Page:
Enforcing community supervision for released inmates is a persistent challenge for the criminal justice system. This challenge comes at a high cost as many probationers and parolees are revoked and returned to prison on technical violations, such as continued drug use and no-shows for appointments. In an attempt to reduce violation rates and the associated costs, many jurisdictions are testing a new approach. This new approach, referred to as the Swift and Certain (SAC) model, is modeled after a program that was originally tested on high-risk probationers in Hawaii.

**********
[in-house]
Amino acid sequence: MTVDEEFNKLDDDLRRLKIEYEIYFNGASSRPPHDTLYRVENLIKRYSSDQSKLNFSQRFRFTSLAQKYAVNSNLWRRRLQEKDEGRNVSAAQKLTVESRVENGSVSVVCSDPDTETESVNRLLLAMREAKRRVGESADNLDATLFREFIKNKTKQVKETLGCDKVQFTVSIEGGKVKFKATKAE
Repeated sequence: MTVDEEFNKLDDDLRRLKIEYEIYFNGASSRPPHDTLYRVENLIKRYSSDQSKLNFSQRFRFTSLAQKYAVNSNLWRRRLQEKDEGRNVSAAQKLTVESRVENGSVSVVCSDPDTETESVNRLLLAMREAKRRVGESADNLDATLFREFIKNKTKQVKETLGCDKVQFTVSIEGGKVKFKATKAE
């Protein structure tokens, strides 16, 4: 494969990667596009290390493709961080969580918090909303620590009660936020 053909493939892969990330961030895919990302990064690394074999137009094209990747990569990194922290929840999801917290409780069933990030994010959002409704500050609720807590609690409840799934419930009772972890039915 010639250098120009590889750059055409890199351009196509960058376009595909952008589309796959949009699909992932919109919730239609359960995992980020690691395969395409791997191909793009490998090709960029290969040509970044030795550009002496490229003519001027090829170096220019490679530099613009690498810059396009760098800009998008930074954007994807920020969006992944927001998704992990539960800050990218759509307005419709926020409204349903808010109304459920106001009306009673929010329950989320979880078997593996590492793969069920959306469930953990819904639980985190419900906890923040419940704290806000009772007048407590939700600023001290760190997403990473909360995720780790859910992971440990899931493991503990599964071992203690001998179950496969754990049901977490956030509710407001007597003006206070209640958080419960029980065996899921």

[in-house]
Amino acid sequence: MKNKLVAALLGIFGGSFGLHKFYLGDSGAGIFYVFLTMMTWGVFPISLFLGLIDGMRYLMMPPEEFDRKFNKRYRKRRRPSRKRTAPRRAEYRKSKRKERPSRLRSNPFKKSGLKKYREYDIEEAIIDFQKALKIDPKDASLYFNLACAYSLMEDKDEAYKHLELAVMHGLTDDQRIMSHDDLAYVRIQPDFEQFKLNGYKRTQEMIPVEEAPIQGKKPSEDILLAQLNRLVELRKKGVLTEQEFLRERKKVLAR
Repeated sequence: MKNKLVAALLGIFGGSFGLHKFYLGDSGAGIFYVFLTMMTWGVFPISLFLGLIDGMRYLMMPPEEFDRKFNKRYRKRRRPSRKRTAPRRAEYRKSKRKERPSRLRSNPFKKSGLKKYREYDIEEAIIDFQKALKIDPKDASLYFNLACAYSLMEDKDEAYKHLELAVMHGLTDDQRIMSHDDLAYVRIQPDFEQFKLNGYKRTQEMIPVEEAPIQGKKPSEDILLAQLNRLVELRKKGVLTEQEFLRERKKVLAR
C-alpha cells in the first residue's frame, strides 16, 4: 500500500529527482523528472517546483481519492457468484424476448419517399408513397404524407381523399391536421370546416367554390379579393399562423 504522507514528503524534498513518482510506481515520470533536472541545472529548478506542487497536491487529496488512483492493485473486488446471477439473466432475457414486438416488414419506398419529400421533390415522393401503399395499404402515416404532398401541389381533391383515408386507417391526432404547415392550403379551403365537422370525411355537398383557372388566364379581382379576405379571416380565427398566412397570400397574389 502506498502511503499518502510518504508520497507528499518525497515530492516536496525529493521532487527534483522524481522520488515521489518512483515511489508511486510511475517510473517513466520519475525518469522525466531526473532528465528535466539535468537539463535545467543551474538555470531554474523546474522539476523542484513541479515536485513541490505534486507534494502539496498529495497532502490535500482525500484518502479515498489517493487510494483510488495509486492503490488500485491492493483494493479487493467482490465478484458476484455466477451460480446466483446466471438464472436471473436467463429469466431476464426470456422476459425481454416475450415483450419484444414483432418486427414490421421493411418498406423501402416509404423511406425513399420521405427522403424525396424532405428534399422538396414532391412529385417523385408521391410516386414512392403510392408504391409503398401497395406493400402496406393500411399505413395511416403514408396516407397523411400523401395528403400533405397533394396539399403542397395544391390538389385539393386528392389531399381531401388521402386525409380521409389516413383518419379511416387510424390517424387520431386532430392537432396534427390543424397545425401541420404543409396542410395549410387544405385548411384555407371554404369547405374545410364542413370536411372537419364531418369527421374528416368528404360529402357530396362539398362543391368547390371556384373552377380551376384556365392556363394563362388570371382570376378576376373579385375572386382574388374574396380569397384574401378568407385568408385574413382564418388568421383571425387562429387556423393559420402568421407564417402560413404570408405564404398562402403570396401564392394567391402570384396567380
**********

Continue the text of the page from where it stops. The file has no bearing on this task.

As suggested by the name, the SAC model operates swiftly: probationers or parolees who violate the conditions of supervision are immediately arrested and are brought before a judge, hearings officer, or probation/parole administrator (depending on the specifics of the implementation) who determines their sanction. The model entails certainty: violations are likely to be detected and all detected violations are addressed. With this model, sanctions are modest, typically a few days in jail for low-level missteps. The goal of the approach is to reduce incarceration and reoffending.